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Could gun control be the new gay marriage?

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Let's look first at gay marriage. As recently as 2004, President George W. Bush's campaign was able to use it as a "wedge issue" to drive up turnout among conservatives, helping him win reelection. That year, the Pew Research Center found that 60 percent of Americans opposed gay marriage, while just 31 percent favored it. Four years later, in 2008, those numbers had shifted – though the majority was still in opposition, with 51 percent opposing, and 38 percent in favor. 

By 2012, however, it was a completely different story: In July, Pew found just 41 percent of Americans opposed gay marriage, while a plurality of 48 percent favored it. Some of that shift was driven by generational changes, since young people tend to be more broadly in favor of gay marriage (though support has gone up among all age groups). The bigger change, though, was demographic: The electorate has become more Democratic, more urban, more educated, less religious, and less white – and the politics surrounding many cultural issues like gay marriage have shifted accordingly.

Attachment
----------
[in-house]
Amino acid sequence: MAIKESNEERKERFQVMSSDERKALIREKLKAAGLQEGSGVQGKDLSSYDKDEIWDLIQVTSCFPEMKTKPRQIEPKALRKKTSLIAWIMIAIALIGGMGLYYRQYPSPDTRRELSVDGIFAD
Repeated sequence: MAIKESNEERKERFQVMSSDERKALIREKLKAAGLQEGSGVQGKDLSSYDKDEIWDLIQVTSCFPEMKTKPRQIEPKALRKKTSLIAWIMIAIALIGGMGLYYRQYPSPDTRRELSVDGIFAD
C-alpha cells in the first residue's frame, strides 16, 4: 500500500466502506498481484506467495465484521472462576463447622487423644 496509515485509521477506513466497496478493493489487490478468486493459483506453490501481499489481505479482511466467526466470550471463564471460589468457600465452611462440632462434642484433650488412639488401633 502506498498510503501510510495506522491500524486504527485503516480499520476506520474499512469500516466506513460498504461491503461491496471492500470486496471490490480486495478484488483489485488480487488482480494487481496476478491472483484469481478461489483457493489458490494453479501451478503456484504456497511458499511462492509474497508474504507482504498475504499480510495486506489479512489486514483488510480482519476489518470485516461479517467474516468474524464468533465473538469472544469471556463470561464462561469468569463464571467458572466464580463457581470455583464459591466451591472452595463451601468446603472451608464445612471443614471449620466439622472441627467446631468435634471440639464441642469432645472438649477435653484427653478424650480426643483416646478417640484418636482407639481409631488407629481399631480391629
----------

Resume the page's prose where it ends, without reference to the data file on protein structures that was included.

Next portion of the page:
So might those same demographic changes portend a similar shift to the left in public opinion on guns?

Well, in recent years, as previously noted, the trend has been in the opposite direction – with support for gun rights growing. In the wake of the Columbine High School shootings in 1999, Pew found that 65 percent of Americans said it was more important to control guns, while just 30 percent said it was more important to protect gun rights. By contrast, in the wake of last summer's movie-theater shooting in Aurora, Colo., just 47 percent said controlling guns should be the priority, compared with 46 percent preferring to protect gun rights. 

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